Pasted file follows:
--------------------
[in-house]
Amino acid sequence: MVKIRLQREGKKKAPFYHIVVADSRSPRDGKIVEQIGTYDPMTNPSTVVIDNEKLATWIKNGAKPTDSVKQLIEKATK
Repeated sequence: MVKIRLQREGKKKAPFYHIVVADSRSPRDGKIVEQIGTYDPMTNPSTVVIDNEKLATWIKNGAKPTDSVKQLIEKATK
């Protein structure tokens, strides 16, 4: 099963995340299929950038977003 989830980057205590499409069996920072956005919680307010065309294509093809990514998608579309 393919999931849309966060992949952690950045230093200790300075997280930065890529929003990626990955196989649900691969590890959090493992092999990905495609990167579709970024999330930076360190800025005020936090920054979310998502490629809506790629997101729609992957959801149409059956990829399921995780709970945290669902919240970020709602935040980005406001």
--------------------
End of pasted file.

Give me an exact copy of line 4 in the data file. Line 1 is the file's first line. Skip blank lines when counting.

């Protein structure tokens, strides 16, 4: 099963995340299929950038977003 989830980057205590499409069996920072956005919680307010065309294509093809990514998608579309 393919999931849309966060992949952690950045230093200790300075997280930065890529929003990626990955196989649900691969590890959090493992092999990905495609990167579709970024999330930076360190800025005020936090920054979310998502490629809506790629997101729609992957959801149409059956990829399921995780709970945290669902919240970020709602935040980005406001």